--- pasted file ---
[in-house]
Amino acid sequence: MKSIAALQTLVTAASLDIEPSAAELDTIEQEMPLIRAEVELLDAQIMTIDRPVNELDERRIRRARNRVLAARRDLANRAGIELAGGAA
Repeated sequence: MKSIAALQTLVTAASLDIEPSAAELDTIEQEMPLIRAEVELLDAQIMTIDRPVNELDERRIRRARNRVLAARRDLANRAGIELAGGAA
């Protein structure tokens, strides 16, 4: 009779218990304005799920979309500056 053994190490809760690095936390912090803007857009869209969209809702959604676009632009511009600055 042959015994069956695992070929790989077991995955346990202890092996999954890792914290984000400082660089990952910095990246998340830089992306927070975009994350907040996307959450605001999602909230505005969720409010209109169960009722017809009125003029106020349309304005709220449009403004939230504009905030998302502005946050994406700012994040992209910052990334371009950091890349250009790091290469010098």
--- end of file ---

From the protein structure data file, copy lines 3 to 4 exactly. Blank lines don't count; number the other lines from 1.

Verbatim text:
Repeated sequence: MKSIAALQTLVTAASLDIEPSAAELDTIEQEMPLIRAEVELLDAQIMTIDRPVNELDERRIRRARNRVLAARRDLANRAGIELAGGAA
């Protein structure tokens, strides 16, 4: 009779218990304005799920979309500056 053994190490809760690095936390912090803007857009869209969209809702959604676009632009511009600055 042959015994069956695992070929790989077991995955346990202890092996999954890792914290984000400082660089990952910095990246998340830089992306927070975009994350907040996307959450605001999602909230505005969720409010209109169960009722017809009125003029106020349309304005709220449009403004939230504009905030998302502005946050994406700012994040992209910052990334371009950091890349250009790091290469010098």